You look at other people and even though you only see tiny snippets of their existence, you end up writing a ridiculous story about them. You see your neighbour leave the house to go jogging with her beautiful hair and her nice tight body and because these are things you want, and because you have foolishly assumed that fulfilling those wants will generate happiness, you assume that her life is better than yours.
You notice that she does not have the hassles of parenthood to deal with, and that has helped her attract and keep that rich and successful husband. And of course your very average husband married you, so you assume that is yet another sign of how your life is lacking. Meanwhile the woman in the other house sees you running out to your car in your bathrobe and she longs for your confidence because she cannot imagine such a thing. Even a dash to the car requires thought and work on her appearance. Her husband married her precisely because she looked so good and he expects her to stay that way. And because he was attracted by such shallow things, she has trouble keeping him faithful whereas you feel your relationship is lacking because your husband is so content with how things are.
So she’s not jogging because she has more dedication or ability than you—she jogs because she’s scared. And she wouldn’t even be able to do that without stealing a bit of her nephew’s Ritalin medication. She didn’t develop herself much as you had to, so if her husband left her she would have no real marketable skills and she would really be in serious trouble. So she isn’t with her husband because they’re so tight, she’s with him because she has to be. She would love to be with a guy who wants kids, but he doesn’t and she can’t anyway—which is heart-breaking to her. So when you assume she’s looking at your pathetic life where you’re wrestling with two kids hanging off you because you’re the center of their universe, she’s actually envious. She would trade her hair and her nice ass just to have some kids run to her with needs that she could feel fulfilled taking care of. She wants to be valuable, not beautiful.
So there she is in her house noticing all of the things you have that she doesn’t, and you’re in your house noticing all of the things that she has that you don’t. It’s crazy. You can’t look at any life and know anything. First off, everyone’s posing to look successful because we put such a huge value on that instead of on the experience of life itself. And yet most of our good stories at parties come from failures, disasters and problems and very few come from easy victories.
The way to like your own life is by paying attention to the aspects of it you value. Do you get how easy that is? There is absolutely no way that you can spend your life watering thorns and then expect to walk on a bed of flowers. If all you do is water the thorns by dumping the energy of your consciousness on what you don’t like, then thorns make perfect sense. If you stand in your window and list perceived deficits in yourself and your life, then you are watering thorns and you should fully anticipate that life will be painful to walk through.
If on the other hand you choose to water the flowers in your life—if you focus on the love of your husband and kids even though it is inconsistent, if you focus on the valuable friendships you share even though those people can’t always be there for you, if you focus on what on the strengths your family built rather than the weaknesses, then your life will always be filled with the fragrance and beauty of many flowers. It simply does not matter where you start, how far you climb, or how much you have. The only thing that matters is what you place your attention on. So a rich person may have 100 valuable cars, but if they only focus on what’s wrong with them, they will be disappointed. And if the poor person has only one old and worn-out car, but they are grateful that it gets them to work despite its condition, then that person is actually the one leading the good life.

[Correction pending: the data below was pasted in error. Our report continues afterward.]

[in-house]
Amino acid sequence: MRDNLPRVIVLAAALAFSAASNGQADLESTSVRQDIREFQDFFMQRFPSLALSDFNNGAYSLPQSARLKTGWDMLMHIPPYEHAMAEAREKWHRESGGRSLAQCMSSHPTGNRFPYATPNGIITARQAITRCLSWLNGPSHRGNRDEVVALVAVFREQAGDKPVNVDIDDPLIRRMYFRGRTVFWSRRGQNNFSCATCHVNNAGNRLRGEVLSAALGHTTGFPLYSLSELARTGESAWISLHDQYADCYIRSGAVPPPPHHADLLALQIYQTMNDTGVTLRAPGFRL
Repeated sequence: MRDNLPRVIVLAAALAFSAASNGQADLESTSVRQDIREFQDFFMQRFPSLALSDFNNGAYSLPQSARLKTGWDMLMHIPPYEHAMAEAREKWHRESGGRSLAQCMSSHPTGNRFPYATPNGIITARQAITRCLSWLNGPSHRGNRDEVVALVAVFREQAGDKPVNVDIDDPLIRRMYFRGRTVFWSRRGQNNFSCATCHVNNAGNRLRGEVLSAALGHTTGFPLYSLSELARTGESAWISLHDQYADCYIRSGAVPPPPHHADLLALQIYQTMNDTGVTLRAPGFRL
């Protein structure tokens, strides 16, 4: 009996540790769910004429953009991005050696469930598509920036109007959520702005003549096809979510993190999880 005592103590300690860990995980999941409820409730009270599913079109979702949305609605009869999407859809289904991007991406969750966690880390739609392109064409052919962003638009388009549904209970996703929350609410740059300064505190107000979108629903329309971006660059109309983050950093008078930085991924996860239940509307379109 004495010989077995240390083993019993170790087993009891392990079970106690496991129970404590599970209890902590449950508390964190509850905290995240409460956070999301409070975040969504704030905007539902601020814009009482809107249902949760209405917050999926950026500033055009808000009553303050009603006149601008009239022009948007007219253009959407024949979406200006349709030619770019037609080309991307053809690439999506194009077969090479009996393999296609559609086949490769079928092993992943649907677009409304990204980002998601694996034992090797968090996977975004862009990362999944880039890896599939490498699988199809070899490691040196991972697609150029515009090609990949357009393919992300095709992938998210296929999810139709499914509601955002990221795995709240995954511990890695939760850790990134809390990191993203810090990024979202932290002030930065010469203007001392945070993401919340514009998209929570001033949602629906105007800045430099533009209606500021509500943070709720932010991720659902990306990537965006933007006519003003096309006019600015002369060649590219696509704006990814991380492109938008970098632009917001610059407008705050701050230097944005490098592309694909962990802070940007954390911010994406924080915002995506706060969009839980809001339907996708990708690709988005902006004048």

All day long you place your attention here or there. All day long your decide this is important and not that. And you use the outside world to dictate to you what those things are. A slim figure, money, a nice house or cars, or maybe a handsome mate. But the outside world is simply an idealized, edited, air-brushed presentation of reality. What’s really real are the feelings you experience as your day. And if those feelings are grateful, then you are successful. And if you have all of the money and power in the world but you are not grateful, then you will die having wasted this wonderful opportunity called existence.
You don’t need rich, you need content. You don’t need pretty, you need meaningful. And you don’t need handsome, you need love. So stop trying to improve your life by pulling all the weeds when all you really had to do was water the flowers instead.
Now go start actually paying attention to whatever it is you’re paying attention to. Because the ability to choose what gets your attention is the only ability you will ever really need to succeed.
Following a childhood accident should have left him dead, Scott McPherson spent his life meditating on thought, consciousness, reality and the self. Seeing the emotional damage done by ego-based overthinking he began dedicating a part of his life to guiding students toward more peaceful and rewarding lives. He is currently a writer, speaker and mindfulness instructor based in Edmonton, Canada.